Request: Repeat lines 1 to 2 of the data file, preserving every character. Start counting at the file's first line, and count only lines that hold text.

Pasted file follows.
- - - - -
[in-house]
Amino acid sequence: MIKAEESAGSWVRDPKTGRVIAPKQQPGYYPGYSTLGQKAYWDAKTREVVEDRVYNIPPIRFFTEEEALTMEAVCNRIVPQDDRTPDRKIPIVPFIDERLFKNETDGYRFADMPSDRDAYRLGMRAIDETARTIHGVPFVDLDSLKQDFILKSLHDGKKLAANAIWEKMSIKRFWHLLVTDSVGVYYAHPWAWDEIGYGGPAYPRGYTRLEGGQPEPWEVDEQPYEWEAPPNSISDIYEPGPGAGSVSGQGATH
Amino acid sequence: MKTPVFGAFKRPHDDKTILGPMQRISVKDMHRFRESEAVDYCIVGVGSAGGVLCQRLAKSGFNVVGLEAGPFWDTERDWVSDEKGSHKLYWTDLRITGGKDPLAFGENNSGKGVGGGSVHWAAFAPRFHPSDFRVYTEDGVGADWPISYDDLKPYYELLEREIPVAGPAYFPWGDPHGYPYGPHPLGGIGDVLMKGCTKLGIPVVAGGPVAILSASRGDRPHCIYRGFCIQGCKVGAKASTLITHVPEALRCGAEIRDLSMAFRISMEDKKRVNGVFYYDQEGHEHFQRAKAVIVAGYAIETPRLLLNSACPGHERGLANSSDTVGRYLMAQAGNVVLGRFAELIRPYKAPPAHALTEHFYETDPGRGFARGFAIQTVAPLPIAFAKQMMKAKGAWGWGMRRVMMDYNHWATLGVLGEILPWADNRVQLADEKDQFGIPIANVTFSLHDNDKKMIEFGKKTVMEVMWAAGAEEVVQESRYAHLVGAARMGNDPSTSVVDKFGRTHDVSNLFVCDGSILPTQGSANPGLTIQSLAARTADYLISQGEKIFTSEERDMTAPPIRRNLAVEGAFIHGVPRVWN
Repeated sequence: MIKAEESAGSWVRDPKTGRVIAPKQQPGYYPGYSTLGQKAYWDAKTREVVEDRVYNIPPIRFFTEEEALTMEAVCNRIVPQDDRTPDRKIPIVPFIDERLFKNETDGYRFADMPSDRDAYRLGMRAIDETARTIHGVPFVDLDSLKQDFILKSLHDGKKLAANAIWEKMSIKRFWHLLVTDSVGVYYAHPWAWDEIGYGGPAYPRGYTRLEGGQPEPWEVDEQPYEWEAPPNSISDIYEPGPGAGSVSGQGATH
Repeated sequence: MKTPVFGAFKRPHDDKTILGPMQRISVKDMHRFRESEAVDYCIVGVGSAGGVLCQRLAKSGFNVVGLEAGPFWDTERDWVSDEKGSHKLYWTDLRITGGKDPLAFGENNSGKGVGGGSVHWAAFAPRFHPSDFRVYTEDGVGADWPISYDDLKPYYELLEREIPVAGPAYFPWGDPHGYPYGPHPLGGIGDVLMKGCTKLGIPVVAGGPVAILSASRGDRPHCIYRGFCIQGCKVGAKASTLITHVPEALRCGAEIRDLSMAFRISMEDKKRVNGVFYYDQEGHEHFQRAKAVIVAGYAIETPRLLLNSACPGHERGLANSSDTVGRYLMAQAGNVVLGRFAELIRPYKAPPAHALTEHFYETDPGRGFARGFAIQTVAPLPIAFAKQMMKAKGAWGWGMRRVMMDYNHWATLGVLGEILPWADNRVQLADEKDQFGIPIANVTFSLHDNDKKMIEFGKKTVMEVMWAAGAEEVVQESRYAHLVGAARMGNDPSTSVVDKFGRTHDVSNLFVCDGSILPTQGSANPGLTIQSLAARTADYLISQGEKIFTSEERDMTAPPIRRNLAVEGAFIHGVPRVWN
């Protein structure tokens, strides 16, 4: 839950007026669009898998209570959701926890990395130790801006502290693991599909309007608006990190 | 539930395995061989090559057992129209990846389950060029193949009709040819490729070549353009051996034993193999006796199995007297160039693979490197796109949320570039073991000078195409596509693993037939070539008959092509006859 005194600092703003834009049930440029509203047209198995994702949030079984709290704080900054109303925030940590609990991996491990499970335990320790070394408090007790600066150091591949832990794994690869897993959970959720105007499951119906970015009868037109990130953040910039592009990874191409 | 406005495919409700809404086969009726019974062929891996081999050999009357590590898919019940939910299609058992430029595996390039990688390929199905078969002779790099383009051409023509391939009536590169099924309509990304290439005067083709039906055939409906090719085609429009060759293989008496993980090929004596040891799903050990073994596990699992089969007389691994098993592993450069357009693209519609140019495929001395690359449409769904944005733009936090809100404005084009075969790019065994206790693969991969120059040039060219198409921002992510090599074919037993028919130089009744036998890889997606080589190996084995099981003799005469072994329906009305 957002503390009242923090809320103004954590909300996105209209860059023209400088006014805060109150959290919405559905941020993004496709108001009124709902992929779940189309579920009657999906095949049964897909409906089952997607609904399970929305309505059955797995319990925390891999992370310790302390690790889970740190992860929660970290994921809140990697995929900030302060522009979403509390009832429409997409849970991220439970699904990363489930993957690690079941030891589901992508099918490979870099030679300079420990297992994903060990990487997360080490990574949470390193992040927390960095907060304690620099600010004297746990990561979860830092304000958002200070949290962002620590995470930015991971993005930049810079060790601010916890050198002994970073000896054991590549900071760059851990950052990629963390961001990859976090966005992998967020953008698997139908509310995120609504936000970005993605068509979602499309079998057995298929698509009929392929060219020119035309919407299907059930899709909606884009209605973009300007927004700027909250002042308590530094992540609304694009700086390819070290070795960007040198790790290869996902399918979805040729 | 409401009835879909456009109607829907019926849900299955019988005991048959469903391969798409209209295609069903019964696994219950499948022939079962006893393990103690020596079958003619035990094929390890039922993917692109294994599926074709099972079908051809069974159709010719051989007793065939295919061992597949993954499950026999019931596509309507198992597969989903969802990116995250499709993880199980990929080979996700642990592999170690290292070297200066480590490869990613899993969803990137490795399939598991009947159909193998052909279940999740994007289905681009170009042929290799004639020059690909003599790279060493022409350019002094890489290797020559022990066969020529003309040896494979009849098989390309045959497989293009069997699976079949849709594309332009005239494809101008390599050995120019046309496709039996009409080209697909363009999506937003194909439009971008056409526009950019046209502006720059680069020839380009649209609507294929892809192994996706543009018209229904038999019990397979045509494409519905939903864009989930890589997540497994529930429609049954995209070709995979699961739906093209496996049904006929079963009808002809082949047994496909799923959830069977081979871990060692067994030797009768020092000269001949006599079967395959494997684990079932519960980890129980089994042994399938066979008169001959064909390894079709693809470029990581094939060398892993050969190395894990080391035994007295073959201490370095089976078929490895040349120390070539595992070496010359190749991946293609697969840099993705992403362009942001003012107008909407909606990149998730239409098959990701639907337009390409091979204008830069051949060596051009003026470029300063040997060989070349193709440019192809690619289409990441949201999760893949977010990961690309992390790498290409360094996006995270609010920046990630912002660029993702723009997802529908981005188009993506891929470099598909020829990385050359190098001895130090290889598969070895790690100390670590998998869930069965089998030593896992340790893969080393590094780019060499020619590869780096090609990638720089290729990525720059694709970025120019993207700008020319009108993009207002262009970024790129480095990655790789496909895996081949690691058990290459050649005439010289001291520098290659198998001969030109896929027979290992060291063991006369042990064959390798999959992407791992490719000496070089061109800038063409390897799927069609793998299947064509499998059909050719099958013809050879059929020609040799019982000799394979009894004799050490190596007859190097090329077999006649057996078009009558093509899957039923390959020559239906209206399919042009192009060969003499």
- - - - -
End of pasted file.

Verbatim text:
[in-house]
Amino acid sequence: MIKAEESAGSWVRDPKTGRVIAPKQQPGYYPGYSTLGQKAYWDAKTREVVEDRVYNIPPIRFFTEEEALTMEAVCNRIVPQDDRTPDRKIPIVPFIDERLFKNETDGYRFADMPSDRDAYRLGMRAIDETARTIHGVPFVDLDSLKQDFILKSLHDGKKLAANAIWEKMSIKRFWHLLVTDSVGVYYAHPWAWDEIGYGGPAYPRGYTRLEGGQPEPWEVDEQPYEWEAPPNSISDIYEPGPGAGSVSGQGATH